Books you’d like to have read

I asked on Twitter today for books that people would like to have read, but don’t want to put in the time and effort to read.

Here are the responses I got, organized by category.

Literature:

Math, Science, and Software:

History and economics

Religion and philosophy

Misc:

Review of Matrix Mathematics

Bernstein’s Matrix Mathematics is impressive. It’s over 1500 pages and weighs 5.3 pounds (2.4 kg). It’s a reference book, not the kind of book you just sit down to read. (Actually, I have sat down to read parts of it.) I’d used a library copy of the first edition, and so when Princeton University Press offered me a review copy of the second edition, I jumped on it.

Matrix Mathematics has a lot of information on linear algebra. As you’d expect from the title, it’s mostly about linear algebra. And despite it enormous size, it’s also dense. Mostly definitions and theorem statements. Some examples and proofs, but mostly statements of facts.

But there are a lot of other topics covered too. For example, I was surprised to see a section on Bell polynomials, a topic I ran across in my work and blogged about not long ago.

Why even have reference books these days when you can easily find so much online? For one thing, there’s still a lot you can’t easily find online. When you go beyond commonly known material, as this book does, it gets hard to search for what you need.

For another, an author goes to tremendous effort to arrange the information coherently. When you read a book you find things you didn’t know to search for. Maybe you start by looking up what you think you need to know in the index, but then you find out from context what you really needed to know.

I’m glad to add this to the books I keep close at hand. I can find what I need quickly, and that’s more important than it may seem. If I save a couple minutes, the benefit is not just that I get a couple more minutes work done. The main benefit is that I increase my chances of acting on an inspiration before it evaporates.

Eloquent mathematical writing

Sir Michael Atiyah recommends Hermann Weyl’s book The Classical Groups for its clarity and beautiful prose. From my interview with Atiyah:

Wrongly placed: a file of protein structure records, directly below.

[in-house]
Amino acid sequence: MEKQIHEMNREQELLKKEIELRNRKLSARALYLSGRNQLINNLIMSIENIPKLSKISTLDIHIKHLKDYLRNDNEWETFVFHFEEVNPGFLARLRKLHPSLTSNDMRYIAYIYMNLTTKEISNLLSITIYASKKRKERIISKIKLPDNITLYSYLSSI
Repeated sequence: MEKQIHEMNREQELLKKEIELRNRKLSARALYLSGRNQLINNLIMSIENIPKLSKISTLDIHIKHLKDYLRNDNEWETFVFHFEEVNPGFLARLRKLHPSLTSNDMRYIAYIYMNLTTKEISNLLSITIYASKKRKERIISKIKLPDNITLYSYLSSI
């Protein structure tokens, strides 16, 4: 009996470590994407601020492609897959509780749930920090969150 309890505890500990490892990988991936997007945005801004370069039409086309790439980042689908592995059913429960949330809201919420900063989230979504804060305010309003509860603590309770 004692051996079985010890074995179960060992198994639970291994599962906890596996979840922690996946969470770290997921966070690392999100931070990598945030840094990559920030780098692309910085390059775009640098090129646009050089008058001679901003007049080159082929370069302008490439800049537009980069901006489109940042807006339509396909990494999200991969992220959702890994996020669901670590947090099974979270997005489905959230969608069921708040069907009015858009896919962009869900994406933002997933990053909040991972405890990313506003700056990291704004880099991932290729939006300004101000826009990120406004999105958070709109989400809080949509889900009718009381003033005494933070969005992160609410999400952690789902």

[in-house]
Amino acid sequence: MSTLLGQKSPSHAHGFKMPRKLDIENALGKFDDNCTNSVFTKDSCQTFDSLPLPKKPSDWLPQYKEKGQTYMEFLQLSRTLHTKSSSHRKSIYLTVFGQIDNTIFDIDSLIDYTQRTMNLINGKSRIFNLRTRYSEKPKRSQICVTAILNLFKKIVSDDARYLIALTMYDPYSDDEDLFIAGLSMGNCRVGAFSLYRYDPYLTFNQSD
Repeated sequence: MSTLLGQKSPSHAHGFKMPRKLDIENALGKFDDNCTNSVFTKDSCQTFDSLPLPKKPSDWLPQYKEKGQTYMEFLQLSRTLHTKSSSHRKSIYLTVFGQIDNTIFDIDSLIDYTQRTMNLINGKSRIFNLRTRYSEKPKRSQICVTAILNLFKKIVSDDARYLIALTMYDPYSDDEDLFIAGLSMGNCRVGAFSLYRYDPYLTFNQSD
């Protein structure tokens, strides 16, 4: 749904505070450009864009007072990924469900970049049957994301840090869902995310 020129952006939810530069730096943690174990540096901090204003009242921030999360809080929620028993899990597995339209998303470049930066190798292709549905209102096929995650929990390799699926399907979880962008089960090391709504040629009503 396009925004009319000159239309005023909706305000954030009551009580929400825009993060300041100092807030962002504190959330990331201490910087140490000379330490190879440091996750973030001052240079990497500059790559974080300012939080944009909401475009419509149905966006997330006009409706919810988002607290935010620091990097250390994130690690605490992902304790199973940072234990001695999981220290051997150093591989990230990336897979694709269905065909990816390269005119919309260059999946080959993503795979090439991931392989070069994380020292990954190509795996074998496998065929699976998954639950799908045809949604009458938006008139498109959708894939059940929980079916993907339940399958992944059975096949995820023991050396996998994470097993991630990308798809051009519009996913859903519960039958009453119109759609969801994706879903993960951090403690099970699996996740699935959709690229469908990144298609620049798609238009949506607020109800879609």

Hermann Weyl is my great model. He used to write beautiful literature. Reading it was a joy because he put a lot of thought into it. Hermann Weyl wrote a book called The Classical Groups, very famous book, and at the same time a book appeared by Chevalley called Lie Groups. Chevalley’s book was compact, all the theorems are there, very precise, Bourbaki-style definitions. If you want to learn about it, it’s all there. Hermann Weyl’s book was the other way around. It is discursive, expansive, it’s a bigger book, it tells you much more than need to know. It’s the kind of book you read ten times. Chevalley’s book you read once. …

In the introduction he explains that he’s German, he’s writing in a foreign language, he apologizes saying he is writing in a language that was “not sung by the gods at my cradle.” You can’t get any more poetic than that. I’m a great admirer of his style, of his exposition and his mathematics. They go together.

Here’s the portion of the preface that Atiyah is quoting, where Weyl apologies eloquently for his lack of eloquence in writing English.

The gods have imposed upon my writing the yoke of a foreign tongue that was not sung at my cradle.

“Was dies heissen will, weiss jeder,
Der im Traum pferdlos geritten,”

I am tempted to say with Gottfried Keller. Nobody is more aware than myself of the attendant loss of vigor, ease and lucidity of expression.

John Cook interviewing Michael Atiyah at HLF 2013

Photographer Bernhard Kreutzer came by while I was interviewing Atiyah at the first Heidelberg Laureate Forum in 2013.

Easter eggs and yellow pigs

An Easter egg is a hidden feature, a kind of joke. The term was first used in video games but the idea is broader and older than that. For example, Alfred Hitchcock made a brief appearance in all his movies. And I recently heard that there’s a pineapple or reference to a pineapple in every episode of the television show Psych.

Michael Spivak put references to “yellow pig” in some of his books. I’ve heard that he put allusions to yellow pigs in all his books, but I don’t have all his books, and I haven’t been able to find yellow pigs in two of his books that I do own.

Spivak’s calculus text is dedicated to the memory of Y. P.

Dedicated to the Memory of Y. P.

If you look up yellow pig in the index of the book, it will take you to a page that makes a passing reference to “whole hog.”

Spivak’s publishing company, Publish or Perish Press, originally used a pig as part of its logo.

Publish or Perish old logo

The web site now has no logo. His most recent book, Physics for Mathematicians: Mechanics I, uses a different logo.

The cover of Spivak’s Differential Geometry, Volume 1, second edition, has two yellow drawings of a pig.

Cover of Spivak's Differential Geometry, Volume 1, second edition

If you look up yellow pig in the index, it takes you to a page that doesn’t mention pigs, but does include a drawing that looks something like a ham.

Ham-like illustration from Spivak's Differential Geometry, volume 1